The Practice of Radical Acceptance

The Practice of Radical Acceptance | Just Believe Recovery
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One of the many options an individual has to deal with a problem is to practice a strategy known as “radical acceptance.” Radical acceptance, a key element in behavioral therapy, requires a person to accept life’s terms and not resist things that one cannot or will not change. Regarding addiction, this includes acknowledging the fact that one is an addict, not in control, and all that this involves.

As an analogy, we can compare this concept to not continuing to fruitlessly struggle against the current instead of choosing to move along with the natural flow. It is making a conscious effort to accept reality instead of fighting against it. While it may seem daunting, the practice of radical acceptance permits us to own and endure circumstances in our lives, even when they aren’t what we want.

What makes this acceptance “radical”? Each day, we must practice “normal” acceptance, such as being stuck in a traffic jam or having to work late. These moments, although potentially frustrating, will all pass, and may do so rapidly. But some things occur in our lives that are permanent and do not pass quickly. Sometimes such things require us to take a leap of faith and come to an extraordinary amount of acceptance.

Moreover, radical acceptance is about diving in headfirst, with one’s body, mind, and spirit, into unknown territory. It’s a process that can help people come to terms with many events they have experienced, such as trauma or abuse, character flaws, addictions, and any number of things that we cannot or will not change.

In life, most of us try to do our best to change directions in ways we deem beneficial. Unfortunately, however, this doesn’t always work out for us, because there is no way in which we can fully control all the aspects of our lives, so we must search for other ways to embrace it. This can be accomplished through a new mindset that includes making acceptance the default response, and although the result may not be what we wanted, we accept it.

Benefits of Radical Acceptance

Radical Acceptance Allows Us to Let Go and Move On

The Practice of Radical Acceptance | Just Believe Recovery

It’s normal to struggle against undesirable circumstances, but we must let go of those that cannot be overcome. Sometimes the fight is too exhausting and can adversely affect a person’s life. We may have tried almost everything we can think of to correct the situation, and nothing has worked.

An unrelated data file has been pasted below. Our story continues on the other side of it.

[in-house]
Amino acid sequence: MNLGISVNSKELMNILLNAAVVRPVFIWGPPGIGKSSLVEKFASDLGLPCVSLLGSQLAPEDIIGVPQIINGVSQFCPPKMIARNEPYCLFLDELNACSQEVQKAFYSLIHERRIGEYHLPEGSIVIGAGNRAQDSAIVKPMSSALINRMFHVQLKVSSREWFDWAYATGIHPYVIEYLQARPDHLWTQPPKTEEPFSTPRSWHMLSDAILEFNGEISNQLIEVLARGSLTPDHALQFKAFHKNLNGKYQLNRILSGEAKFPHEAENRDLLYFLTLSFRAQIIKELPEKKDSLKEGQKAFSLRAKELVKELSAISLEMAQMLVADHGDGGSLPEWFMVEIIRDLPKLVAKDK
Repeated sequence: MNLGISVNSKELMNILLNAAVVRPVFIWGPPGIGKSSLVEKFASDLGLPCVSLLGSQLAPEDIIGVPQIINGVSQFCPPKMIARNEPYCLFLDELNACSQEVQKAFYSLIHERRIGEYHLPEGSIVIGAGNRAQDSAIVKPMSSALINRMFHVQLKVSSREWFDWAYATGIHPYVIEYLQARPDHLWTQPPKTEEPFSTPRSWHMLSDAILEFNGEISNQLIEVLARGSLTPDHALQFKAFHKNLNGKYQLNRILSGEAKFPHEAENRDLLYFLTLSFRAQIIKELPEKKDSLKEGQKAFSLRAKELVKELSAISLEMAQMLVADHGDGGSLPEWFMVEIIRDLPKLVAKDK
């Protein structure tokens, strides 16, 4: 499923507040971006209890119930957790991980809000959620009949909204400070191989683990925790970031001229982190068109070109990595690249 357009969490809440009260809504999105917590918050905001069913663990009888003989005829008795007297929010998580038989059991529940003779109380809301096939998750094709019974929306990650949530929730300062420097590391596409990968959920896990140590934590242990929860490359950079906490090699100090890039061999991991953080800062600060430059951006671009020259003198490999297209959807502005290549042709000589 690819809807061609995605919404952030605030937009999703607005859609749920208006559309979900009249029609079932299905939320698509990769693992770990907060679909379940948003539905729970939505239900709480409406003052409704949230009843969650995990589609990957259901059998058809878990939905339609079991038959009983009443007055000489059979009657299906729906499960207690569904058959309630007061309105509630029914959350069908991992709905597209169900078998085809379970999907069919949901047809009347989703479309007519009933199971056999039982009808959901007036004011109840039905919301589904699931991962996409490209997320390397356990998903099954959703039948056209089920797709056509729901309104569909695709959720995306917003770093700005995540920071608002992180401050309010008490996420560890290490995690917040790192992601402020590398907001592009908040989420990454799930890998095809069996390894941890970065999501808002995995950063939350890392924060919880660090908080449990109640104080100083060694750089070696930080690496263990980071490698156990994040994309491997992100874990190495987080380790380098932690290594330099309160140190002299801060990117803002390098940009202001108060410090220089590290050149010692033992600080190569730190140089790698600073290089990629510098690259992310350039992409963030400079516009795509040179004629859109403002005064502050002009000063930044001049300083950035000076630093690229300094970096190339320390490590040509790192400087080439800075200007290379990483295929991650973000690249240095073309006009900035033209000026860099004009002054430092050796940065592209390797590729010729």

Eventually, it may be our best interest to admit that external factors heavily influence outcomes in our lives out of our control. Therefore, it’s time to excuse ourselves from some of the stress associated with it.

Radical Acceptance Is a Way to Adapt

Many individuals have witnessed or survived traumatic events, abuse, or suffer from physical or psycho-emotional health disorders, including addiction. Radical acceptance is a practice that can help us move on from the past and the self-defeating talk associated with it.

We must forgive ourselves and others, even if they do not forgive us. By releasing thoughts and emotions that hurt us, we allow ourselves to transform our lives and move forward freely and thoughtfully.

Radical Acceptance Lets Us Better Cope With Loss and Grief

Loss and grief come in many forms. We may mourn for the death of a loved one or broken relationship, or we may experience a general loss of what life would be if some circumstance had been different.

Dealing with grief or loss doesn’t mean we escape pain, and acceptance is necessary because when we resist reality, this only serves to prolong the suffering. Accepting reality gives us space to mourn our losses and process our feelings appropriately.

Radical Acceptance Reduces Drama and Can Improve Relationships